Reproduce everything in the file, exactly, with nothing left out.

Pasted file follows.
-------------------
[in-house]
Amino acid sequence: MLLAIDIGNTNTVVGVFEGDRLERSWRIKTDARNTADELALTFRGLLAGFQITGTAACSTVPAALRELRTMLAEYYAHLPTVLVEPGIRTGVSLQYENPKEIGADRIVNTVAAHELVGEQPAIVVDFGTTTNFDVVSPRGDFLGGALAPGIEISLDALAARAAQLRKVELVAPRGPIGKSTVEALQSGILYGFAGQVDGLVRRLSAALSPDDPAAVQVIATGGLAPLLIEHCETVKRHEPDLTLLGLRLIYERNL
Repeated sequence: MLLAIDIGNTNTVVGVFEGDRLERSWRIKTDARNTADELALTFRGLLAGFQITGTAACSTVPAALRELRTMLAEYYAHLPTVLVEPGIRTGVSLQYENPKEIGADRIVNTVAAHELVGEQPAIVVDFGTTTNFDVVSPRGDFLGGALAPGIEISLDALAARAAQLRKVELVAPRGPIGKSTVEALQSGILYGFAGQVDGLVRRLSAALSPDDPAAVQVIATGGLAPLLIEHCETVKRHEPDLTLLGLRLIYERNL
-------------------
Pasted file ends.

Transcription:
[in-house]
Amino acid sequence: MLLAIDIGNTNTVVGVFEGDRLERSWRIKTDARNTADELALTFRGLLAGFQITGTAACSTVPAALRELRTMLAEYYAHLPTVLVEPGIRTGVSLQYENPKEIGADRIVNTVAAHELVGEQPAIVVDFGTTTNFDVVSPRGDFLGGALAPGIEISLDALAARAAQLRKVELVAPRGPIGKSTVEALQSGILYGFAGQVDGLVRRLSAALSPDDPAAVQVIATGGLAPLLIEHCETVKRHEPDLTLLGLRLIYERNL
Repeated sequence: MLLAIDIGNTNTVVGVFEGDRLERSWRIKTDARNTADELALTFRGLLAGFQITGTAACSTVPAALRELRTMLAEYYAHLPTVLVEPGIRTGVSLQYENPKEIGADRIVNTVAAHELVGEQPAIVVDFGTTTNFDVVSPRGDFLGGALAPGIEISLDALAARAAQLRKVELVAPRGPIGKSTVEALQSGILYGFAGQVDGLVRRLSAALSPDDPAAVQVIATGGLAPLLIEHCETVKRHEPDLTLLGLRLIYERNL